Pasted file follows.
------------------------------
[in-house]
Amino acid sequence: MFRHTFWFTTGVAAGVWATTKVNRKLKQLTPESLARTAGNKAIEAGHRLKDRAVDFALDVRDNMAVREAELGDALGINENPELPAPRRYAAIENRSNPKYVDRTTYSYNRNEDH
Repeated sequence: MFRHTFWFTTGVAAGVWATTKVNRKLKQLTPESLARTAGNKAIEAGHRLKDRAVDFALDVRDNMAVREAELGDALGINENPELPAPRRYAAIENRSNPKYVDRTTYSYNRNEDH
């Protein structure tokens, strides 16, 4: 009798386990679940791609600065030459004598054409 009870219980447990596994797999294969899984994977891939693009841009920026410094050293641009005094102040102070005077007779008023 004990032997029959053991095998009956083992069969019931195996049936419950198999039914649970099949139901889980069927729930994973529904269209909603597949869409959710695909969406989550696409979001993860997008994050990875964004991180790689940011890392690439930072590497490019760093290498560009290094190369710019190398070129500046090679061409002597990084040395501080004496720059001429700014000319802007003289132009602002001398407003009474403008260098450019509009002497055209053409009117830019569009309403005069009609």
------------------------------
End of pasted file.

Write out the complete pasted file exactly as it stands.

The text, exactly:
[in-house]
Amino acid sequence: MFRHTFWFTTGVAAGVWATTKVNRKLKQLTPESLARTAGNKAIEAGHRLKDRAVDFALDVRDNMAVREAELGDALGINENPELPAPRRYAAIENRSNPKYVDRTTYSYNRNEDH
Repeated sequence: MFRHTFWFTTGVAAGVWATTKVNRKLKQLTPESLARTAGNKAIEAGHRLKDRAVDFALDVRDNMAVREAELGDALGINENPELPAPRRYAAIENRSNPKYVDRTTYSYNRNEDH
């Protein structure tokens, strides 16, 4: 009798386990679940791609600065030459004598054409 009870219980447990596994797999294969899984994977891939693009841009920026410094050293641009005094102040102070005077007779008023 004990032997029959053991095998009956083992069969019931195996049936419950198999039914649970099949139901889980069927729930994973529904269209909603597949869409959710695909969406989550696409979001993860997008994050990875964004991180790689940011890392690439930072590497490019760093290498560009290094190369710019190398070129500046090679061409002597990084040395501080004496720059001429700014000319802007003289132009602002001398407003009474403008260098450019509009002497055209053409009117830019569009309403005069009609």